A 1941 cannister marked "Ae/Wf" probably. Not all canisters are in good shape and this is at the other end. It contains an M38 gasmask. It is painted with Lett/1469. Be aware som markings are postwar made, by collectors or other countries armed forces. The Norwegians used these gasmask & cannisters for several years. It can clearly be identified by the well known army green of Norway.  The cloth in the bottom is often missing. This cannister is original ww2 but not in prime condition. Found with a Model38 gasmaske from 1941 in it.

1942 dated canister. Inside of lid is marked "kgb" 42 in a triangle. "frn42" marking is found on the closing latch. Interestingly it stil has the leather supports on the straps wich apparently was discontinued in 1942. Inside was a model 30 "bmw" 1941 mask when found. The canister is marked "D" on the underside, menaing it was watertight, "Dicht"

1943 dated "frn" marked cannister. Note the maschine written nametag in the lid.

Skriv om maskene her













The 1935 gasmask marked "A2B" on the snout. Features the first modell of snout/Filter attachment.

Gasmask early and almost identical to the one above. It has a "fur den civilen lufschutz filter" attached. Often the older models of cannisters & mask was used behind the front. The glasses in this mask seems to be dated 1939.

Gasmask belonging to the kriegsmarine canister. It features a metal plug for communication on the right side. It is marked on the inside, top of the glasses with eagle an "M". Interestingly both the filter and the straps are marked with the same name "Brambora".

Gasmask from 1939 in the 1939 canister, It is marked on the snout with maker "N". Interesting it has a "D" marking on the inside at the same place as the KM mask. Picture showing the change in the filter insert snout. From the above models. The canisters was made to fit the M38, but the rubberized cloth is still in production.

1941 dated Model 38 gasmask. It is entirely made out of rubber wich is fastened to the snout with a metal band. The straps for wearing the mask has also changed. Simplified production. Often these masks are stiff in the rubber, a pictire on a sales webppage doesnt show the condition of the rubber. Production marked "N " i an triangle.The number on the front "2" indicates the size wich was 1,2 or 3.

model 30 gasmaske with 2 dates. Marked "BMW41" on the filter insert snout and 1941 inside the glasses. 

Model 38 gasmask dated 1943 marked with maker mark "byd". It is with blue hardware, this indicated it was made of non magnetic metal. For use with compasses and other equipment wich is affetcted by magnetism

Die gasplanen und tasche


Tasche fur die gasplanen is not a rare or expensive item to aquire and several versions exist. For some reason the gasplanen is much rarer, pouches are often encountered without it. The re-enactor marked produces planen fur tasche and collectors are often faced with original pouches containing reproduction gasplanen.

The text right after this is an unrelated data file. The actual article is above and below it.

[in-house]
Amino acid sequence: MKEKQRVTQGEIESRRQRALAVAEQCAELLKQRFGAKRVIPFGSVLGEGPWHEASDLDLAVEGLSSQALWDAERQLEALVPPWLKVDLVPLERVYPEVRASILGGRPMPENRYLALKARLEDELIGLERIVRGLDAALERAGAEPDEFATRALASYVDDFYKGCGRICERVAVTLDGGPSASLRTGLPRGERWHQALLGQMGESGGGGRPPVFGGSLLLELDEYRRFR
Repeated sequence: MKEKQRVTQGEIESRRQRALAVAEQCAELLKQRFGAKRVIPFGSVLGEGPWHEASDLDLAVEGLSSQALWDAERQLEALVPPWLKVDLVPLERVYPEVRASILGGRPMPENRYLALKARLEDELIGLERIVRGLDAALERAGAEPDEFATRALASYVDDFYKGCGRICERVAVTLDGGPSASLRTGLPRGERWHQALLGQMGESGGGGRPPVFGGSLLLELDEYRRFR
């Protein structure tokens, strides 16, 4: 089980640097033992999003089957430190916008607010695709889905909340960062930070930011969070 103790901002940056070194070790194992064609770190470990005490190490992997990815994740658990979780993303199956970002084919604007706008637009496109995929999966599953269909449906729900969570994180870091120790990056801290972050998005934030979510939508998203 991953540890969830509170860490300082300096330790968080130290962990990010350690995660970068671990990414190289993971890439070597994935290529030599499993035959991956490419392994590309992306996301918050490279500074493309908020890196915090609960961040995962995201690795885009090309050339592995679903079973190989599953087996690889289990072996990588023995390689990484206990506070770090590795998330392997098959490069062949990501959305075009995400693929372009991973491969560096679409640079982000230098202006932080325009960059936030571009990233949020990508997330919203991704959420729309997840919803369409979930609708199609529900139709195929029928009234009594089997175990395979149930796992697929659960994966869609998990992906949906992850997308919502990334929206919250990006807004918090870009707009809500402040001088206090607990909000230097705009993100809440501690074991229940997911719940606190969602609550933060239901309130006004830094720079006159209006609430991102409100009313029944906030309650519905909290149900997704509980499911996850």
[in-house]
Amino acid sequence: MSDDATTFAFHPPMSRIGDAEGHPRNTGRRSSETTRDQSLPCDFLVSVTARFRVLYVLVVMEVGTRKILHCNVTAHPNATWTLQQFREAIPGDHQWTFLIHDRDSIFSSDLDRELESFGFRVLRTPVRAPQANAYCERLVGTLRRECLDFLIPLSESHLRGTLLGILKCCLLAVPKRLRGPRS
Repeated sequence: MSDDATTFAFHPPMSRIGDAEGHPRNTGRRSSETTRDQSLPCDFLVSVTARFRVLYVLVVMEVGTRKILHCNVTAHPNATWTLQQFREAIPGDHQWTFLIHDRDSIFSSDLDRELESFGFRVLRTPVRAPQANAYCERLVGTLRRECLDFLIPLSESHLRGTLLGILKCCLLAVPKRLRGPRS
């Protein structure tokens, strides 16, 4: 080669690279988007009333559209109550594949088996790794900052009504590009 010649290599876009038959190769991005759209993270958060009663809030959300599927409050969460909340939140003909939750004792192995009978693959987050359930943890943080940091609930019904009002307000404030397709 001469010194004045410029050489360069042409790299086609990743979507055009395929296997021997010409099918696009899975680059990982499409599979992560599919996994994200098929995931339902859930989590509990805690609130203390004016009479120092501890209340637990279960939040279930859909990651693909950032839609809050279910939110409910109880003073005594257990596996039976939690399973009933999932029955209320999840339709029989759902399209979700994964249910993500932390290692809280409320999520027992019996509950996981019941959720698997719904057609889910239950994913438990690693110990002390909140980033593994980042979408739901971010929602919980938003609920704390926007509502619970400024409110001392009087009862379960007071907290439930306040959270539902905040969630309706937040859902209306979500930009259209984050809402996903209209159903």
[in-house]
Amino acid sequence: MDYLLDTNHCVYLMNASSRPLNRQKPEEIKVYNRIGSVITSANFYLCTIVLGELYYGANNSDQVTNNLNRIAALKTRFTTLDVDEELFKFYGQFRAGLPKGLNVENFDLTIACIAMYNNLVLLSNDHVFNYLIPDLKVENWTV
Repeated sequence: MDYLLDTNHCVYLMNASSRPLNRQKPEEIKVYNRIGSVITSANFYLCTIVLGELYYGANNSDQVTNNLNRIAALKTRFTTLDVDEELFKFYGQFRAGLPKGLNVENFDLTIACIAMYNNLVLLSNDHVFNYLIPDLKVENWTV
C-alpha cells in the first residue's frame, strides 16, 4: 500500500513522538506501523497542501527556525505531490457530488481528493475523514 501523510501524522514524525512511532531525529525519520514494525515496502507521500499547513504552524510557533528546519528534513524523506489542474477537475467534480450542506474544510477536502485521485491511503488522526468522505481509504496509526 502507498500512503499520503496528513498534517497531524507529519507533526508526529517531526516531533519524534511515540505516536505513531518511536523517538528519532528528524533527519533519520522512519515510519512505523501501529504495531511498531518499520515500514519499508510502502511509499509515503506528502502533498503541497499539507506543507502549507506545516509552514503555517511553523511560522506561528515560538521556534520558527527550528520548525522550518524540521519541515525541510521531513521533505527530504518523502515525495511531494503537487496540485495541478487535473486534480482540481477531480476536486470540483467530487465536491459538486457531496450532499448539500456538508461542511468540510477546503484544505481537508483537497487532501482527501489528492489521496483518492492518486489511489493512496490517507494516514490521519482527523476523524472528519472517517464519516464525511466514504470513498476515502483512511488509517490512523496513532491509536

Oppanol gas sheet from 1944 in linen pouch. It is made of Oppanol and marked for use in tropical or arctic environments. A similiar Oppanol was grey for use in temperate climat and marked " 80 OP/ark

Die gasplane was a protective antigas sheet. IOt measured appx 2x1,2m. It was made of "Oppanol" or a kind of rubberized paper.  The above one is a late war pouch with sheet. After 1942 the pouches were mostly produced out of linen, prior ones were made of rubberized canvas. The one above is marked "PJP" for p√•roducer and 80op(tp.arK) indicating use in tropical and arctic climate.

The Nylon sheets often seen in light  brown was marked "oben" on the outer fold. Nylon sheets dark brown, blasck and blue doesnt have marking"oben". Under a little intro to types:

Waxed paper       80 squares folding, dyed  green or black with surface like "frotte" bedsheets

Oppanol(pictured above) Tan for tropivcal marked 80 Op (TP/Ark)

Oppanol grey marked "80 op/ark". Oppanol are heavy and thick

Nylon light brown same dimension as above, marked "oben" with big red letters on outside

Nylon Light or dark brown marked "80  LY WE(TP)" on reinforced corner

Nylon Blue or black are marked "80Ly" in yellow corner with reinforced nylon

Fakes, postwar and reproductions

Above is a "Lux" marked sheetfrom allegedly from 1940 folded 9 times. It was bought from a fellow collector breaking the golden rule of knowledge prior aquisition. The pouch is autentic period but the sheet is a reproduction. The black surface pictured in the middle are notr known to exist and there were holes easily seen as modern made, It was also put in a muddy puddly to make it look older. It does not fit any of the above descriptions. Inspecting a complete pouch the sheet needs to be taken out and inspected. Also known fakes are marked "D.W" or with the word wien printed somewhere on the label. These has been made for years for the re-enactor marked and often used with original pouches. Some combine original pouches with repro sheets to fetch higher prices. The afterwar sheets are similar to the black above but have a significant metal re-enforcement on one of the corners.